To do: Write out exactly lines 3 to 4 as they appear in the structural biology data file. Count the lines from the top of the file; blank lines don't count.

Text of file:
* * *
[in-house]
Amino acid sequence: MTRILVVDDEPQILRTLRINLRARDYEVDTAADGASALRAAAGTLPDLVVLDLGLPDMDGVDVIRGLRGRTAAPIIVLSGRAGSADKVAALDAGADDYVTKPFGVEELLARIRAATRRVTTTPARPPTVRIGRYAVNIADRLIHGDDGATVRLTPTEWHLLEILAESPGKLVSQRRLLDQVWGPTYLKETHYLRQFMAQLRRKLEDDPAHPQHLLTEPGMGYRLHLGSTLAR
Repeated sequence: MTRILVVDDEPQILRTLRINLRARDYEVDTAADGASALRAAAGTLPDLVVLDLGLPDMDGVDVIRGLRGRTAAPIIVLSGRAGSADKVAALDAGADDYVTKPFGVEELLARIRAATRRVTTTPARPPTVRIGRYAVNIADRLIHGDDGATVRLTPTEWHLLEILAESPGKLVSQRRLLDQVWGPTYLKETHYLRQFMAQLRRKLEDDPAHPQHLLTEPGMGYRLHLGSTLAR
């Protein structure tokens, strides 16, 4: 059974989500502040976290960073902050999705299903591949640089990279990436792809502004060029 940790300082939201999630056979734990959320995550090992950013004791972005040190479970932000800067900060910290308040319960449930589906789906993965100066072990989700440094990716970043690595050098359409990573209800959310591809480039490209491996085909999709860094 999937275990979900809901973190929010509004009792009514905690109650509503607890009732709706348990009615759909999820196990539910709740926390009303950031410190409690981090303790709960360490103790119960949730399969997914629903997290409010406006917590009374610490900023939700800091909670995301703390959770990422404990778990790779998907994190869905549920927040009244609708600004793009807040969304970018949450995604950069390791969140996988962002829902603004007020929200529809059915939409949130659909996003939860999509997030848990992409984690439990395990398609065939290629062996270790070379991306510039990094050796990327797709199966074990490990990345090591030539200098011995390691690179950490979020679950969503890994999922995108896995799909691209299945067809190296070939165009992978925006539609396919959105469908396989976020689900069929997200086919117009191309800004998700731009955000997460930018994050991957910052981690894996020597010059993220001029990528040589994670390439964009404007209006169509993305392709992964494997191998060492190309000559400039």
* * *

Repeated sequence: MTRILVVDDEPQILRTLRINLRARDYEVDTAADGASALRAAAGTLPDLVVLDLGLPDMDGVDVIRGLRGRTAAPIIVLSGRAGSADKVAALDAGADDYVTKPFGVEELLARIRAATRRVTTTPARPPTVRIGRYAVNIADRLIHGDDGATVRLTPTEWHLLEILAESPGKLVSQRRLLDQVWGPTYLKETHYLRQFMAQLRRKLEDDPAHPQHLLTEPGMGYRLHLGSTLAR
């Protein structure tokens, strides 16, 4: 059974989500502040976290960073902050999705299903591949640089990279990436792809502004060029 940790300082939201999630056979734990959320995550090992950013004791972005040190479970932000800067900060910290308040319960449930589906789906993965100066072990989700440094990716970043690595050098359409990573209800959310591809480039490209491996085909999709860094 999937275990979900809901973190929010509004009792009514905690109650509503607890009732709706348990009615759909999820196990539910709740926390009303950031410190409690981090303790709960360490103790119960949730399969997914629903997290409010406006917590009374610490900023939700800091909670995301703390959770990422404990778990790779998907994190869905549920927040009244609708600004793009807040969304970018949450995604950069390791969140996988962002829902603004007020929200529809059915939409949130659909996003939860999509997030848990992409984690439990395990398609065939290629062996270790070379991306510039990094050796990327797709199966074990490990990345090591030539200098011995390691690179950490979020679950969503890994999922995108896995799909691209299945067809190296070939165009992978925006539609396919959105469908396989976020689900069929997200086919117009191309800004998700731009955000997460930018994050991957910052981690894996020597010059993220001029990528040589994670390439964009404007209006169509993305392709992964494997191998060492190309000559400039």